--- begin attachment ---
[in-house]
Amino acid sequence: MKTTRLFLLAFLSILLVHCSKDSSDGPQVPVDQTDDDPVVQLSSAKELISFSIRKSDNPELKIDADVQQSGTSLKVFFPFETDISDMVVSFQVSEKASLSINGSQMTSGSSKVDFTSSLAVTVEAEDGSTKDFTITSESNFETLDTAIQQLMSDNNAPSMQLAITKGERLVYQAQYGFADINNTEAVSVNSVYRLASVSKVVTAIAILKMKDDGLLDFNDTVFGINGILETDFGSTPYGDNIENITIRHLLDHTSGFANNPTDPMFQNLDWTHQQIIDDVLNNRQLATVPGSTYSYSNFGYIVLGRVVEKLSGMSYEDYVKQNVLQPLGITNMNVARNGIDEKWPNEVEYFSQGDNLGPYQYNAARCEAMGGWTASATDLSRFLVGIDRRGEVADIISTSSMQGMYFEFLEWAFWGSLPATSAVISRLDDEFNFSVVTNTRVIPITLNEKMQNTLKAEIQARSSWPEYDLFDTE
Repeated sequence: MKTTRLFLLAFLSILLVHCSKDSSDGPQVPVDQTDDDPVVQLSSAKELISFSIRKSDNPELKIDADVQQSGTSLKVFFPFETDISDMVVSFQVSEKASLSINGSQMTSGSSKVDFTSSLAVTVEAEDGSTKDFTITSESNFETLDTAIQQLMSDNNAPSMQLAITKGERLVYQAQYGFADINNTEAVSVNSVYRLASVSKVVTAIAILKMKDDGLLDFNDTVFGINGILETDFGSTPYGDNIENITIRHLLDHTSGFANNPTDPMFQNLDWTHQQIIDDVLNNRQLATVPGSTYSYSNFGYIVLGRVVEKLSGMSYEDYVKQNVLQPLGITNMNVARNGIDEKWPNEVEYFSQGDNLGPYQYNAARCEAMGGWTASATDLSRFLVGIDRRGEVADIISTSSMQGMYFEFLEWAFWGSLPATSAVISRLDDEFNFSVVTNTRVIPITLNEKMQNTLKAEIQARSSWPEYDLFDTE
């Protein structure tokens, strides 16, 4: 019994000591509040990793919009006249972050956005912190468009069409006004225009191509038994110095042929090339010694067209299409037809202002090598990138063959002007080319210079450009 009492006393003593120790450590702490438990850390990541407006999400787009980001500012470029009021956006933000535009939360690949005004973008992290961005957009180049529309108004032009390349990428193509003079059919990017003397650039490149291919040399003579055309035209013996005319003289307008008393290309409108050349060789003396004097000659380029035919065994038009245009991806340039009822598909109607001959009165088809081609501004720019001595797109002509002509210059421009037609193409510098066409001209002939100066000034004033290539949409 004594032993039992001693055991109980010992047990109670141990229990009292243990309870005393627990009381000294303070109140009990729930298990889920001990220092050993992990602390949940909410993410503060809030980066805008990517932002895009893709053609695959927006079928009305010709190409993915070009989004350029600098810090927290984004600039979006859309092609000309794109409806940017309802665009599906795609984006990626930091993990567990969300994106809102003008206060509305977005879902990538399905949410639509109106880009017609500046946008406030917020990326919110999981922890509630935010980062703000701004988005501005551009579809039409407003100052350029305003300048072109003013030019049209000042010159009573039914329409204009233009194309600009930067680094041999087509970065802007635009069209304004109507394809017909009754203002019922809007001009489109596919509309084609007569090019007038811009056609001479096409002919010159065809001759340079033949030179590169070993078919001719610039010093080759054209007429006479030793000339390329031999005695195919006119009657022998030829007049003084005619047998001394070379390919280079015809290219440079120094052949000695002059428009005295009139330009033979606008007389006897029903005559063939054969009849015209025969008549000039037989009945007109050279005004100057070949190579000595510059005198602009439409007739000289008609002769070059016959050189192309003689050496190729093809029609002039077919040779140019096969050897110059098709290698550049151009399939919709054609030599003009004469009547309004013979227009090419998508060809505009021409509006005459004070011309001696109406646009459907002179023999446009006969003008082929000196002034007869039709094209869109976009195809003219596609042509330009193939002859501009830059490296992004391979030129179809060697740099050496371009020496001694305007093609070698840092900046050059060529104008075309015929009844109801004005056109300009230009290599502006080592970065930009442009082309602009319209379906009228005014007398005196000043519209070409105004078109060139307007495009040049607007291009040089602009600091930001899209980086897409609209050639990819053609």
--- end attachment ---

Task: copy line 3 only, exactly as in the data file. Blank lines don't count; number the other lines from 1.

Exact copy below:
Repeated sequence: MKTTRLFLLAFLSILLVHCSKDSSDGPQVPVDQTDDDPVVQLSSAKELISFSIRKSDNPELKIDADVQQSGTSLKVFFPFETDISDMVVSFQVSEKASLSINGSQMTSGSSKVDFTSSLAVTVEAEDGSTKDFTITSESNFETLDTAIQQLMSDNNAPSMQLAITKGERLVYQAQYGFADINNTEAVSVNSVYRLASVSKVVTAIAILKMKDDGLLDFNDTVFGINGILETDFGSTPYGDNIENITIRHLLDHTSGFANNPTDPMFQNLDWTHQQIIDDVLNNRQLATVPGSTYSYSNFGYIVLGRVVEKLSGMSYEDYVKQNVLQPLGITNMNVARNGIDEKWPNEVEYFSQGDNLGPYQYNAARCEAMGGWTASATDLSRFLVGIDRRGEVADIISTSSMQGMYFEFLEWAFWGSLPATSAVISRLDDEFNFSVVTNTRVIPITLNEKMQNTLKAEIQARSSWPEYDLFDTE